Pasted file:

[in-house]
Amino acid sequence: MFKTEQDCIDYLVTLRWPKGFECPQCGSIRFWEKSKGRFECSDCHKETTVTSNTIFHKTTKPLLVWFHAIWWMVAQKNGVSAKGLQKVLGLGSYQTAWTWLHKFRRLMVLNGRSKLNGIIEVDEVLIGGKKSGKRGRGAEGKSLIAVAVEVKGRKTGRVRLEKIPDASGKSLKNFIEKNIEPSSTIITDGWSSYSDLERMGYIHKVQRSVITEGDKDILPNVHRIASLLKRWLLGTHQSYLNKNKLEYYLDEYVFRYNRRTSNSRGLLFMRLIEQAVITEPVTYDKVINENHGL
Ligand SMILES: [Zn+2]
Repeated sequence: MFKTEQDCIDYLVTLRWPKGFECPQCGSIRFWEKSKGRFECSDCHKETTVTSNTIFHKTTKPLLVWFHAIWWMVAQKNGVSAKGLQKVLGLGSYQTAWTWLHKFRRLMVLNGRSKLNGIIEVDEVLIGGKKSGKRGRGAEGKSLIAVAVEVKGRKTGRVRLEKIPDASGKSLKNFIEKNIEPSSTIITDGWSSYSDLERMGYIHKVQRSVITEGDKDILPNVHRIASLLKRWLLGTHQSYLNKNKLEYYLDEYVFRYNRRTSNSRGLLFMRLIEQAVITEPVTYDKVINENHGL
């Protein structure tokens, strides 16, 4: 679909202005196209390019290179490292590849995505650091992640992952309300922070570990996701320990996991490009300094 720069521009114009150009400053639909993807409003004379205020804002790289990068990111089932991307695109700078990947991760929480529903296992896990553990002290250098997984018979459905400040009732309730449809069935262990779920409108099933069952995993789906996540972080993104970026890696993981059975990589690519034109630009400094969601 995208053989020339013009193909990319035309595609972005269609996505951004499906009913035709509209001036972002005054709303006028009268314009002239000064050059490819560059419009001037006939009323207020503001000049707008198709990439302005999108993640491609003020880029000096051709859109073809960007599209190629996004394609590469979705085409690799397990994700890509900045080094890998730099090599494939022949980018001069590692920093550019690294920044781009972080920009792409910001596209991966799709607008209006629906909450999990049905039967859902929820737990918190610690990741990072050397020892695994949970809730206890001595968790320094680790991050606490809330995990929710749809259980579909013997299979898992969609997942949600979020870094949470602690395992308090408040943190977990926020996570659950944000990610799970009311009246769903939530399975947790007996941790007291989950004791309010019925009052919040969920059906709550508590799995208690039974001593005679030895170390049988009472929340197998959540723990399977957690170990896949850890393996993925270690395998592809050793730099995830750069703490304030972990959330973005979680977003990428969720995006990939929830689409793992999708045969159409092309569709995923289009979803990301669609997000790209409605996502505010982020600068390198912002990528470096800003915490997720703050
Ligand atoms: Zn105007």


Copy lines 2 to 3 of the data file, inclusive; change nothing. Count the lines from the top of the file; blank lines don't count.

Amino acid sequence: MFKTEQDCIDYLVTLRWPKGFECPQCGSIRFWEKSKGRFECSDCHKETTVTSNTIFHKTTKPLLVWFHAIWWMVAQKNGVSAKGLQKVLGLGSYQTAWTWLHKFRRLMVLNGRSKLNGIIEVDEVLIGGKKSGKRGRGAEGKSLIAVAVEVKGRKTGRVRLEKIPDASGKSLKNFIEKNIEPSSTIITDGWSSYSDLERMGYIHKVQRSVITEGDKDILPNVHRIASLLKRWLLGTHQSYLNKNKLEYYLDEYVFRYNRRTSNSRGLLFMRLIEQAVITEPVTYDKVINENHGL
Ligand SMILES: [Zn+2]